At Monday’s meeting, some suggested the schools attain high test scores partly by serving fewer high-needs students — and that the system for evaluating charters should take this into account.  

For instance, Regent Kathleen Cashin implied at Monday’s meeting that some charter schools achieve high test scores by pushing out students. Their motivation, she said, “is not pedagogic, I’ll tell you that.” She suggested that, in addition to tracking how well charter schools retain students, the state should survey parents who leave those schools to find out why.

Meanwhile, Chancellor Rosa suggested Monday that it’s unfair to compare charter schools that serve few high-needs students to traditional schools.

Charter schools receive autonomy from many rules, but in return they agree to meet certain performance targets — or risk closure if they do not. The state judges charters based on a variety of metrics, everything from their enrollment figures to how they respond to parent concerns. However, test scores and graduation rates are “the most important factor when determining to renew or revoke a school’s charter,” according to state documents.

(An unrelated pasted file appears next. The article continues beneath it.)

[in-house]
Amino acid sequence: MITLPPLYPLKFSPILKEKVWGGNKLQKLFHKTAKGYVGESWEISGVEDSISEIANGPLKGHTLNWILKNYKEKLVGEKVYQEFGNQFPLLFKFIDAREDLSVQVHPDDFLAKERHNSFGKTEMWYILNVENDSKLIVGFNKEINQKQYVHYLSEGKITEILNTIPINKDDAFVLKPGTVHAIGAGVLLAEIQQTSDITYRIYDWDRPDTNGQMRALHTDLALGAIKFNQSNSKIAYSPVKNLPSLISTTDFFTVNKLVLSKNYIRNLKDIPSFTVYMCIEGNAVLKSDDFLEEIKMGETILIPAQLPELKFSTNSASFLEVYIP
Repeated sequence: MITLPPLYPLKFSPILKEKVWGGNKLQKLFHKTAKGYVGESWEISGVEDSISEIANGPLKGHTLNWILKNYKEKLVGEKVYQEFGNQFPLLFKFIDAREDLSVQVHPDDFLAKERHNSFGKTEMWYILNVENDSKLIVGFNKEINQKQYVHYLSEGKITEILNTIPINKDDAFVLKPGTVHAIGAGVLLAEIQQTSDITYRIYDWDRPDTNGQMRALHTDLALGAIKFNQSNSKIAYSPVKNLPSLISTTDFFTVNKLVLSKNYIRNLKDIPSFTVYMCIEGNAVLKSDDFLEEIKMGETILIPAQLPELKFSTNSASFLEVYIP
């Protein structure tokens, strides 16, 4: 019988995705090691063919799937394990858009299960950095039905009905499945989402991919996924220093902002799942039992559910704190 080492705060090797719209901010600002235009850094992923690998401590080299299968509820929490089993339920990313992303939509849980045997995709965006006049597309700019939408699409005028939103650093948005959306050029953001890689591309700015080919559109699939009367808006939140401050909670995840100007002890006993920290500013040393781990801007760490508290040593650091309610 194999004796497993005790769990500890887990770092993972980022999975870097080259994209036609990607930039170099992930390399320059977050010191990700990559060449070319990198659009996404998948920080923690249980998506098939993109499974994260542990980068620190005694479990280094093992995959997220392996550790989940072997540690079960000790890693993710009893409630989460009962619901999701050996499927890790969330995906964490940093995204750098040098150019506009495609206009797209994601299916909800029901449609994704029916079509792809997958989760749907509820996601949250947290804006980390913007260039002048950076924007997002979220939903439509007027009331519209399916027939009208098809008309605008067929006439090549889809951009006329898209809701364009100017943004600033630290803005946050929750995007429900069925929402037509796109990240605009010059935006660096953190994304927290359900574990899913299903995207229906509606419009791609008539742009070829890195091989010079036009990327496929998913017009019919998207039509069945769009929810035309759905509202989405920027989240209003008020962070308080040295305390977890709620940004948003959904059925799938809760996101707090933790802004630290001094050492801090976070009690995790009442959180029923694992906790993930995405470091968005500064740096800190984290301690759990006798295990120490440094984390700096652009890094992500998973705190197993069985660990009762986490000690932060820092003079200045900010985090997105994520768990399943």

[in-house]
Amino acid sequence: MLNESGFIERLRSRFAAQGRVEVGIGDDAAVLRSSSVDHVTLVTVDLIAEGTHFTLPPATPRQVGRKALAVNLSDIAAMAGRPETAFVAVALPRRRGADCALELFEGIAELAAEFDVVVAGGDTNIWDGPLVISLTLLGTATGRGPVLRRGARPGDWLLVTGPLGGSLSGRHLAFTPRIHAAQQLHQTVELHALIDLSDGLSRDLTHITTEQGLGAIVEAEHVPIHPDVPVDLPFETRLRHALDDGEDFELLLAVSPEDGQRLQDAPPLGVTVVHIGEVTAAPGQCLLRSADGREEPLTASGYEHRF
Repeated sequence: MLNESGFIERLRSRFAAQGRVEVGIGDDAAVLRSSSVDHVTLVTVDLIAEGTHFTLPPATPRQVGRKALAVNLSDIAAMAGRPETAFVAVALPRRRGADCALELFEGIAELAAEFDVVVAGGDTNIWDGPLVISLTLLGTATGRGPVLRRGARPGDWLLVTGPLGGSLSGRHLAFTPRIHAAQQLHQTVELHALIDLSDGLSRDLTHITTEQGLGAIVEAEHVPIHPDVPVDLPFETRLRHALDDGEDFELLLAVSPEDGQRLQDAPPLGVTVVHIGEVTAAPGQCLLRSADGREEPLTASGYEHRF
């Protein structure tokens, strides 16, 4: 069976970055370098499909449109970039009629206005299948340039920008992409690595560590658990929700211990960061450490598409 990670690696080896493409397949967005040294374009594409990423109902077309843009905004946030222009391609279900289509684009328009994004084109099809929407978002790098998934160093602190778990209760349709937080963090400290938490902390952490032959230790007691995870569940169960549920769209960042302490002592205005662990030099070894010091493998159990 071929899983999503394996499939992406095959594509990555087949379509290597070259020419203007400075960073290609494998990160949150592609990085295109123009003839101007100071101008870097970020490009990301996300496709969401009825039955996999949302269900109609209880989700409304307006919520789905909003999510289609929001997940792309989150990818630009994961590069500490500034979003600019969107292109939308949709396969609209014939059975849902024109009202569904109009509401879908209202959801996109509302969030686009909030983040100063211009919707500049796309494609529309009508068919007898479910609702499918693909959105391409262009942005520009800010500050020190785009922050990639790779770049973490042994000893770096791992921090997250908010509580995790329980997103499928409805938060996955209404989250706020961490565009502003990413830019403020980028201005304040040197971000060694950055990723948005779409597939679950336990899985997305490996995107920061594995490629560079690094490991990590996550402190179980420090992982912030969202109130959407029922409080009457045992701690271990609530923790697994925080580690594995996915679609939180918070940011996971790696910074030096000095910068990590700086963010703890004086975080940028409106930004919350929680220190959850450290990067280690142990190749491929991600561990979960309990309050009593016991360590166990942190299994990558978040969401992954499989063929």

Even if the state adds new measures that move beyond test scores, those will still hold the most weight, according to state officials.

The state is also considering whether to change how it measures charter schools’ enrollment and retention targets. Currently, schools must set targets for students with disabilities, English learners, and those eligible for free and reduced-priced lunch. If they fail to meet those targets, they must show they are making yearly progress towards meeting that goal.

During the state’s presentation, officials also floated the idea of a “fiscal dashboard,” which would display charter schools’ financial information. They also said they may compare charter high school graduation rates and Regents exam scores with those of the districts where they’re located, instead of using only the state average or their targets as a comparison point.